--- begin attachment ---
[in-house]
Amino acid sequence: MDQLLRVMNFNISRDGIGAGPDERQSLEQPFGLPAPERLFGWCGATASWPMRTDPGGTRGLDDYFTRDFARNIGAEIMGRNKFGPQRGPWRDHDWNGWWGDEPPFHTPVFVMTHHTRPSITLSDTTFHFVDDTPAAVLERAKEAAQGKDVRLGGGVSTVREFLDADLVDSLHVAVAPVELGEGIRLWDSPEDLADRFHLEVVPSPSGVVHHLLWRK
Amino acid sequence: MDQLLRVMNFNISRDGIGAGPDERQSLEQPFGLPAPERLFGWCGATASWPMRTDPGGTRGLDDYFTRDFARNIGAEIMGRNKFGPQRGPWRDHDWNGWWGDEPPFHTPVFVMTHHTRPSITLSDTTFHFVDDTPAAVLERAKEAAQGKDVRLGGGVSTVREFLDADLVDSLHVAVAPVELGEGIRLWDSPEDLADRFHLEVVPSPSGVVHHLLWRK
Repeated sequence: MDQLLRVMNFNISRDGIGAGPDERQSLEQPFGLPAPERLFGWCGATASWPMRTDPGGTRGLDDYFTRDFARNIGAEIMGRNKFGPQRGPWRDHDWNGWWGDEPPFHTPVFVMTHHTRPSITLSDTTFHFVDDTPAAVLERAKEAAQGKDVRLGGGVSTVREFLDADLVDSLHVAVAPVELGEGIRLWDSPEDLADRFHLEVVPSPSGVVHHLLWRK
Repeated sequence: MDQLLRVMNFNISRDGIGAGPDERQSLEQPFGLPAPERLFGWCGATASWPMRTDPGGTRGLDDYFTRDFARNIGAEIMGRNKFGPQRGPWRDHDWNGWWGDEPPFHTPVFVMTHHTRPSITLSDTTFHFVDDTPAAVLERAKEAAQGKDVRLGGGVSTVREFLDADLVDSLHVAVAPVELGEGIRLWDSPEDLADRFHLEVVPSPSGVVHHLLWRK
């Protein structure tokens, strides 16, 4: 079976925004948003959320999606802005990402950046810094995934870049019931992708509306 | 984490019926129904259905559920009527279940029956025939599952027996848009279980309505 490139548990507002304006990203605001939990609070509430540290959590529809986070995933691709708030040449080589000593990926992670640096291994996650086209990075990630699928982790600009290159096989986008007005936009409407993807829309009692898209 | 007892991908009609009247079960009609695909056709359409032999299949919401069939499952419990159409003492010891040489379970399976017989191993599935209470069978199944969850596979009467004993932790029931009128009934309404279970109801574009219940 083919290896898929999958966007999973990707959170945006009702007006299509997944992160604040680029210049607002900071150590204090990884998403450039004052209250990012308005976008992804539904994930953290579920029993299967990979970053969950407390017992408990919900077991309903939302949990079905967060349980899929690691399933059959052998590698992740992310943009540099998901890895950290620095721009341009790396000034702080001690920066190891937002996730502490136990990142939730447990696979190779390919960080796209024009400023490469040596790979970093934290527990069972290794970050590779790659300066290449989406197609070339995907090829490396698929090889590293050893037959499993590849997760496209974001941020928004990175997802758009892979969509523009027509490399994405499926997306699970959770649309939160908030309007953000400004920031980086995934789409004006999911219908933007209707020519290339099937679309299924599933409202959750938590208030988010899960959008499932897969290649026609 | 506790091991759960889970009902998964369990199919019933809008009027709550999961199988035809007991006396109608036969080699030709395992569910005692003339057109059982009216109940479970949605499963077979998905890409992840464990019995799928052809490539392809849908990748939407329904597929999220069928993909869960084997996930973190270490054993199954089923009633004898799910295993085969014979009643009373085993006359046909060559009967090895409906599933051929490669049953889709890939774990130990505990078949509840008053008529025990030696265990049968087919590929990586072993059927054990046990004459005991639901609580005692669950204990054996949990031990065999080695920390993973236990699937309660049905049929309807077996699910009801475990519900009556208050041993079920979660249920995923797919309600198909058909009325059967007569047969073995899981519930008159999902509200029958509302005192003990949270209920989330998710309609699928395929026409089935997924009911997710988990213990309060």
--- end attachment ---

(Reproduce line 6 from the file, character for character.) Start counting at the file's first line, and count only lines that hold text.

């Protein structure tokens, strides 16, 4: 079976925004948003959320999606802005990402950046810094995934870049019931992708509306 | 984490019926129904259905559920009527279940029956025939599952027996848009279980309505 490139548990507002304006990203605001939990609070509430540290959590529809986070995933691709708030040449080589000593990926992670640096291994996650086209990075990630699928982790600009290159096989986008007005936009409407993807829309009692898209 | 007892991908009609009247079960009609695909056709359409032999299949919401069939499952419990159409003492010891040489379970399976017989191993599935209470069978199944969850596979009467004993932790029931009128009934309404279970109801574009219940 083919290896898929999958966007999973990707959170945006009702007006299509997944992160604040680029210049607002900071150590204090990884998403450039004052209250990012308005976008992804539904994930953290579920029993299967990979970053969950407390017992408990919900077991309903939302949990079905967060349980899929690691399933059959052998590698992740992310943009540099998901890895950290620095721009341009790396000034702080001690920066190891937002996730502490136990990142939730447990696979190779390919960080796209024009400023490469040596790979970093934290527990069972290794970050590779790659300066290449989406197609070339995907090829490396698929090889590293050893037959499993590849997760496209974001941020928004990175997802758009892979969509523009027509490399994405499926997306699970959770649309939160908030309007953000400004920031980086995934789409004006999911219908933007209707020519290339099937679309299924599933409202959750938590208030988010899960959008499932897969290649026609 | 506790091991759960889970009902998964369990199919019933809008009027709550999961199988035809007991006396109608036969080699030709395992569910005692003339057109059982009216109940479970949605499963077979998905890409992840464990019995799928052809490539392809849908990748939407329904597929999220069928993909869960084997996930973190270490054993199954089923009633004898799910295993085969014979009643009373085993006359046909060559009967090895409906599933051929490669049953889709890939774990130990505990078949509840008053008529025990030696265990049968087919590929990586072993059927054990046990004459005991639901609580005692669950204990054996949990031990065999080695920390993973236990699937309660049905049929309807077996699910009801475990519900009556208050041993079920979660249920995923797919309600198909058909009325059967007569047969073995899981519930008159999902509200029958509302005192003990949270209920989330998710309609699928395929026409089935997924009911997710988990213990309060």